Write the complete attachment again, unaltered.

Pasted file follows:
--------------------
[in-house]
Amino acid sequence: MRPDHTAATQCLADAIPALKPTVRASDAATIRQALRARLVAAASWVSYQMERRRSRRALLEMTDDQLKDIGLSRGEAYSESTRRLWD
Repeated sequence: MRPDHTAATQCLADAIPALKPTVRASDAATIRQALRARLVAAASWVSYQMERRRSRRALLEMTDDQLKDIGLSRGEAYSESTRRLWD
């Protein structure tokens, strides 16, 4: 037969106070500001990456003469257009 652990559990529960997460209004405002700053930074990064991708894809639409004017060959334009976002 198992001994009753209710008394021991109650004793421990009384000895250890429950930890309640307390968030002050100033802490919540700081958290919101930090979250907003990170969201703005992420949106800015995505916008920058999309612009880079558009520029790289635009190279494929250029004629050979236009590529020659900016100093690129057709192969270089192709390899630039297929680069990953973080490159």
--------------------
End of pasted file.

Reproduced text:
[in-house]
Amino acid sequence: MRPDHTAATQCLADAIPALKPTVRASDAATIRQALRARLVAAASWVSYQMERRRSRRALLEMTDDQLKDIGLSRGEAYSESTRRLWD
Repeated sequence: MRPDHTAATQCLADAIPALKPTVRASDAATIRQALRARLVAAASWVSYQMERRRSRRALLEMTDDQLKDIGLSRGEAYSESTRRLWD
């Protein structure tokens, strides 16, 4: 037969106070500001990456003469257009 652990559990529960997460209004405002700053930074990064991708894809639409004017060959334009976002 198992001994009753209710008394021991109650004793421990009384000895250890429950930890309640307390968030002050100033802490919540700081958290919101930090979250907003990170969201703005992420949106800015995505916008920058999309612009880079558009520029790289635009190279494929250029004629050979236009590529020659900016100093690129057709192969270089192709390899630039297929680069990953973080490159």